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Mentorship Program

About the Program

The positive effects of mentorship for students of color are well documented both anecdotally and in the scientific literature. For example, frequent encouragement through formal and informal mentoring relationships has been shown to increase graduate study participation and PhD aspirations in URMs by 332% (DeAngelo 2008). We’re optimistic that, through small steps like this (hopefully punctuated by some large leaps forward), we can work towards removing the current systemic barriers that stand between many students of color and a rewarding career in the sciences.

Want to be a mentee?

Being a mentee has lots of great benefits...

Meet the Mentors


Manyu Belani

Mechanical Engineer, WHOI

Manyu is a mechanical engineer at Woods Hole Oceanographic Institution, in the Deep Submergence Lab. He is a first-generation immigrant of South Asian descent, who grew up mostly in California. Outside of work, he enjoys dancing and watersports.



Troy Currence

IT Technologist, United States Geological Survey (USGS)

I am a single dad who is Black/Wampanoag/Catawba Native person mixed with some Irish and a swirl of French-Canadian. I am an active tribal member of the Wampanoag Nation and from the Herring Pond Community. I have a daughter who I coached/trained who currently holds the Cape & Island basketball scoring record for both boys & girls at 2310 points. She is also 9th for All time girls for girls high school basketball in Massachusetts, so she is 8 behind Rebecca I was born overseas, Germany, military brat. I was mostly raised overseas (Germany, England, and Panama). I have traveled quite a bit at a young age throughout Europe and the only places I have lived in the USA is Albuquerque, NM and Cape Cod Massachusetts. I have been to most of the USA territories minus Alaska, Hawaii, and Puerto Rico. I am a currently an That's my definition of an ex-athlete, but I still play basketball and CrossFit and kayak. I work at the United States Geological Survey (USGS) as an IT Technologist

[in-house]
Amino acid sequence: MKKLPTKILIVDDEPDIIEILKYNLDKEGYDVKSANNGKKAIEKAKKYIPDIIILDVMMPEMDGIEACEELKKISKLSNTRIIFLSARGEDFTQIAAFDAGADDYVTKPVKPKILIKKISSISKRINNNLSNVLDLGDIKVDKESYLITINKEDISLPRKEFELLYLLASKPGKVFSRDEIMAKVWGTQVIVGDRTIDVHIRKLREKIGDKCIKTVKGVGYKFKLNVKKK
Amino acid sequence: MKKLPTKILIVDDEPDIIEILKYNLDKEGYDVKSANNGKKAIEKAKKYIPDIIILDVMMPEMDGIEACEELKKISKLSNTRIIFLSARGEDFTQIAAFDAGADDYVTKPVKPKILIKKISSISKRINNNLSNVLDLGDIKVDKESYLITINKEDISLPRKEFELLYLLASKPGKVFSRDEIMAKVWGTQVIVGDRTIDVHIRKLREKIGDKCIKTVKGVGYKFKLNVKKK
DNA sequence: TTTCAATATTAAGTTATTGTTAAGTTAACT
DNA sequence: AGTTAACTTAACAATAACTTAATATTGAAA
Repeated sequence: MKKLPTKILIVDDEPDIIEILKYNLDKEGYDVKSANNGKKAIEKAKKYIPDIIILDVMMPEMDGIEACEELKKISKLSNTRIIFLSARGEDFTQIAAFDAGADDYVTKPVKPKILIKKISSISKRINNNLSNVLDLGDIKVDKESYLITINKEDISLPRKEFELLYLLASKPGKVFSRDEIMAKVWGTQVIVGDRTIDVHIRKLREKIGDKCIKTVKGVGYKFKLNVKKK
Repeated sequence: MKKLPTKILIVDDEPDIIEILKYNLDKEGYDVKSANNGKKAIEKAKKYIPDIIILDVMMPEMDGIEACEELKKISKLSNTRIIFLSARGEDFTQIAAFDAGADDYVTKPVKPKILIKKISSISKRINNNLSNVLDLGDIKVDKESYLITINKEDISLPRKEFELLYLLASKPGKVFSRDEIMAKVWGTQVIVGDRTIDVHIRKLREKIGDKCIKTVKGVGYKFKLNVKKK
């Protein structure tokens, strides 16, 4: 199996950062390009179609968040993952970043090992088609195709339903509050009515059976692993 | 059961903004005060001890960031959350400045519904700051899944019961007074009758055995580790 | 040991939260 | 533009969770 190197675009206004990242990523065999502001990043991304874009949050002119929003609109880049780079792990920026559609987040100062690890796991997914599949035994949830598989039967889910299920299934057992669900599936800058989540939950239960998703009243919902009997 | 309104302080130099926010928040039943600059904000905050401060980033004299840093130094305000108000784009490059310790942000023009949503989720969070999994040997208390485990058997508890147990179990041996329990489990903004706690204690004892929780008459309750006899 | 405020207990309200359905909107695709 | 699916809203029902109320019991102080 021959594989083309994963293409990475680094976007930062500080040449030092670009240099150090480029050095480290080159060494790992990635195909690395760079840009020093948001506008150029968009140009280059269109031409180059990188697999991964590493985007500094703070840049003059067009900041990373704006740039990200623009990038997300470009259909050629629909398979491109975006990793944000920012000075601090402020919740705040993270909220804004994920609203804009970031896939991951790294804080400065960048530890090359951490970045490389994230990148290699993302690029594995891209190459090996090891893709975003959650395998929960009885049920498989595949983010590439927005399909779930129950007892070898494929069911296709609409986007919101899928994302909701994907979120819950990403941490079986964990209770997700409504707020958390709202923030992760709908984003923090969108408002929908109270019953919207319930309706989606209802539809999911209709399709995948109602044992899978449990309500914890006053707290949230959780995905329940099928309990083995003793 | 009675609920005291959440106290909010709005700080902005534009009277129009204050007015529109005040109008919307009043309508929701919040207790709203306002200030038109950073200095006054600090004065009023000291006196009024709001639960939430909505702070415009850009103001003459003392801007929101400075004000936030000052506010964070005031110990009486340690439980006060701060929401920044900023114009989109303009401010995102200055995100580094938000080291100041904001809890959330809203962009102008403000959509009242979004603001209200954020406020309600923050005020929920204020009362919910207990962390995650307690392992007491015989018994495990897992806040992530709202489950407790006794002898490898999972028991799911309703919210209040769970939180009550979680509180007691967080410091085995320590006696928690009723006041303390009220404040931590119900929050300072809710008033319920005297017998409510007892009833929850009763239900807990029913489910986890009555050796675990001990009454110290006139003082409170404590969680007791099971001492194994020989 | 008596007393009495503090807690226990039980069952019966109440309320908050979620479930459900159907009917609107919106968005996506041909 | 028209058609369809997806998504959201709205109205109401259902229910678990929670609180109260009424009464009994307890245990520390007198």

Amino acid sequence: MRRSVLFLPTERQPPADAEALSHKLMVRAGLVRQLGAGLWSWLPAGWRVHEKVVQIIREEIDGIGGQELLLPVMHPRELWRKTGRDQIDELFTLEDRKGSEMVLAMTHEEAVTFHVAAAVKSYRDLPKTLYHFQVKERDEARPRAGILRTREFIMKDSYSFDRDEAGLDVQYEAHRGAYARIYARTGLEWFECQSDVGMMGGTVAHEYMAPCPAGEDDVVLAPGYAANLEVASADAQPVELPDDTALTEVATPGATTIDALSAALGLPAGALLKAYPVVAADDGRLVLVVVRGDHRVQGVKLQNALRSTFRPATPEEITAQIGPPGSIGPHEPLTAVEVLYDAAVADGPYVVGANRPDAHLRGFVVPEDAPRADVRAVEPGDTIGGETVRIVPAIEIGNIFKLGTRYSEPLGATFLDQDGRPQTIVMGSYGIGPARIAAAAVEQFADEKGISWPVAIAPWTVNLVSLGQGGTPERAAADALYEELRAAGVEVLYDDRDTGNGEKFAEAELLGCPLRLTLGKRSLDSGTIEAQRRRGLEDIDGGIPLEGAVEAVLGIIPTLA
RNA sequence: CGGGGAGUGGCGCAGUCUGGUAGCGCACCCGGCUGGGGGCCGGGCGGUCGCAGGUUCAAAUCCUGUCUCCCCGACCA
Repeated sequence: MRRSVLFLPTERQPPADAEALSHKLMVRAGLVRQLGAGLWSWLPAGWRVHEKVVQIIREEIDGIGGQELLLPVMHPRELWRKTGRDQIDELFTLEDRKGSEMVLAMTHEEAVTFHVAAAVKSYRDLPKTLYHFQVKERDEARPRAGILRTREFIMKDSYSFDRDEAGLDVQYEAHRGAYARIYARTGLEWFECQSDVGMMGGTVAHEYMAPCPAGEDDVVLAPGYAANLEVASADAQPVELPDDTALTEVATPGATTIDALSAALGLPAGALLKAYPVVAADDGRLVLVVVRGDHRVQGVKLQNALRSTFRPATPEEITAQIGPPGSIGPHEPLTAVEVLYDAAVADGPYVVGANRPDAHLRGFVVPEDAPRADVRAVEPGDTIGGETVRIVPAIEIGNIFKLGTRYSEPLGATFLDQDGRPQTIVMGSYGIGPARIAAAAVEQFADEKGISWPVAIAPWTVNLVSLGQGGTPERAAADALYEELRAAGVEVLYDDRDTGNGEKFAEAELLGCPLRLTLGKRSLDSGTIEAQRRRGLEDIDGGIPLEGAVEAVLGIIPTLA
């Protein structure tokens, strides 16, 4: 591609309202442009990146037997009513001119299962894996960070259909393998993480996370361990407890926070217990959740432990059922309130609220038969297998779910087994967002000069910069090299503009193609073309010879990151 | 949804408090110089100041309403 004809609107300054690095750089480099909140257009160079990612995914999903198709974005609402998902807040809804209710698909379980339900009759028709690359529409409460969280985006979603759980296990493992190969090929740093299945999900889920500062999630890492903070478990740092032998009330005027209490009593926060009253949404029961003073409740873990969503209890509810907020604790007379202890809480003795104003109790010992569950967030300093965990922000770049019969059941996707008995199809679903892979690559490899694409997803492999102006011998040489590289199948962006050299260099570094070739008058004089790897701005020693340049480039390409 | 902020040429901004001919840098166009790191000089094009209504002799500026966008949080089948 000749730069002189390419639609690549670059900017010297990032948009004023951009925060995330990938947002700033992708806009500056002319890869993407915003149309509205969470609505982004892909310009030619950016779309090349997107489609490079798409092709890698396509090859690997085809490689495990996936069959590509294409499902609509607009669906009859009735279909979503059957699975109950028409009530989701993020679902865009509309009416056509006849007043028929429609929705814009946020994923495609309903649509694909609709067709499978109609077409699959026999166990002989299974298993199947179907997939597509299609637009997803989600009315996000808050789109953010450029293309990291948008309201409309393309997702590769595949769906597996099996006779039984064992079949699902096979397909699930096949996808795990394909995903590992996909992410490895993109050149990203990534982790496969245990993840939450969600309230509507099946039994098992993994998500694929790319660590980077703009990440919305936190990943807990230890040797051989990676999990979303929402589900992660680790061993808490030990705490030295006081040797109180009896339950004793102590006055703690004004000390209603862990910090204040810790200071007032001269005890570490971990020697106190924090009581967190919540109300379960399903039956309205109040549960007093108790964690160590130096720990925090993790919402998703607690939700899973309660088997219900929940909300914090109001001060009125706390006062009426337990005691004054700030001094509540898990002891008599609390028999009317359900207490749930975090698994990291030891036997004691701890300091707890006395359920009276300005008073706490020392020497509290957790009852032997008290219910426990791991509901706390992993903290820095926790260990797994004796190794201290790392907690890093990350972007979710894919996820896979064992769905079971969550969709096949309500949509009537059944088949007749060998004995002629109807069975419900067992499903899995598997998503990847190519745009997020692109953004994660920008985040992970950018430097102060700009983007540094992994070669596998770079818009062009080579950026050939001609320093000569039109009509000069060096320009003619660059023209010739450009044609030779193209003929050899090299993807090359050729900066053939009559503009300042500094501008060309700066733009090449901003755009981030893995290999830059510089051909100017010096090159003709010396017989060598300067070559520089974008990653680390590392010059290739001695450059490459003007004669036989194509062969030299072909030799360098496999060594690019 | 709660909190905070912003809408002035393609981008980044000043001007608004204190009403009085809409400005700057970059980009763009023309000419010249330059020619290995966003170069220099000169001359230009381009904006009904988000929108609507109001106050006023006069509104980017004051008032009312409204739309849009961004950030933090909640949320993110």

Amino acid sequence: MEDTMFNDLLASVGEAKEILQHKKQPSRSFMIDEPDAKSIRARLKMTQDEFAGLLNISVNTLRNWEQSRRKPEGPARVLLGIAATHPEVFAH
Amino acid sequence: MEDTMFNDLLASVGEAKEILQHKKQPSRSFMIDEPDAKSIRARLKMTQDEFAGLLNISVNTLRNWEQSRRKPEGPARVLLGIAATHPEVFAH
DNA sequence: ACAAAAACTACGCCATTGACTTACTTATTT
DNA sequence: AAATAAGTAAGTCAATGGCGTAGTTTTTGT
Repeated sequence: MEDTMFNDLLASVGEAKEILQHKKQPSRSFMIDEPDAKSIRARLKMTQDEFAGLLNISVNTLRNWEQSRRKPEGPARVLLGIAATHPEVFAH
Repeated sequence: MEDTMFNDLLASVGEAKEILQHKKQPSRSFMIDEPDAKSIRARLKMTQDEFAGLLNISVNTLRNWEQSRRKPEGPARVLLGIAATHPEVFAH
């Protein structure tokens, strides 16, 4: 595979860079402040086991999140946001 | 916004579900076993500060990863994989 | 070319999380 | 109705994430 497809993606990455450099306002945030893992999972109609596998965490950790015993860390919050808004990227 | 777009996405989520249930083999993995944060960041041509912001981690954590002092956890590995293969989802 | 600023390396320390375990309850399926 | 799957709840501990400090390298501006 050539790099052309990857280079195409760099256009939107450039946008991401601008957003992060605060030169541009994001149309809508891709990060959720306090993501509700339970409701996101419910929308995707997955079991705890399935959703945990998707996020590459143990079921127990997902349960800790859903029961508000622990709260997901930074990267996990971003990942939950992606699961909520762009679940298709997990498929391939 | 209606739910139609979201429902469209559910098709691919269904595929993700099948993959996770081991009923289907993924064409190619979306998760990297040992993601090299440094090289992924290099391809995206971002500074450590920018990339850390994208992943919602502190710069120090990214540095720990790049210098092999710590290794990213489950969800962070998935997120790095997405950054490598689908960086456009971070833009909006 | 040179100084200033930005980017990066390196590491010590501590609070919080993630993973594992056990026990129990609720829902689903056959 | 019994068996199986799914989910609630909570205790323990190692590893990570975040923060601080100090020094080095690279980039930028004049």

Alia Hidayat

MIT/WHOI Joint Program Student

I'm Alia Hidayat, a West Coast transplant from Seattle, WA and a third year graduate student in the Joint Program. I currently study the impact of seafood toxins on the brain. When I'm not in lab with my fish friends, I enjoy cooking, hiking, and writing. I also help run the Broader Impacts Group and the Resources for Easing Friction and Stress organization in Woods Hole. I immigrated to the US from Indonesia when I was little, and am a practicing Muslim. I believe strongly that science needs diverse voices, and to accomplish that, students at all levels and backgrounds should get the unique support they need.



Onjalé (Onji) Scott Price

Chief Operating Officer, Mizar Imaging

I first came to Woods Hole as the PEP Coordinator in 2011 and returned every summer until 2015. Between my summers, I completed a SEA Semester, volunteered on a NOAA Bottom Trawl Survey, worked as a civil engineer in California (where I'm from), and helped design and build an indoor aquaponics system back at my alma mater, Embry-Riddle Aeronautical University (in Daytona Beach, FL). Now I’m back in Woods Hole, permanently, working with a light-sheet microscopy imaging company. Clearly my scientific interests have a wide range. My personal interests include eating (not so much the cooking part), building with LEGOs (no shame here, I am an engineer), planning elaborate projects on Pinterest that I’ll probably never do, and working with the DAC.

In my current role at Mizar I do not work directly with underrepresented students or early career scientists nearly as much as I’d like to - so I actively engage in the DAC. I have and continue to work towards making the Woods Hole community more diverse and inclusive, and am proud to have won the 2018 John K. Bullard Diversity Award for my efforts. It’s my hope that as a mentor in this program, I can help make a mentee’s experience in Woods Hole as enjoyable, interesting and welcoming as possible.



Paris Smalls

MIT/WHOI Joint Program Student

Paris Smalls is a current 4th year G&G PhD student in the MIT/WHOI Joint Program. His previous research experiences include numerical geodynamic modelling in extensional plate tectonic systems and microseism analysis of waveform data collected from seismographs located in Yellowstone National Park. Prior to joining the Joint Program, he received his Bachelor’s degree in Geophysics from the University of South Carolina. In his spare time, he works as the CEO of Eden GeoTech, an engineering company that develops electrical reservoir stimulation technology under sponsorship from the U.S. National Science Foundation.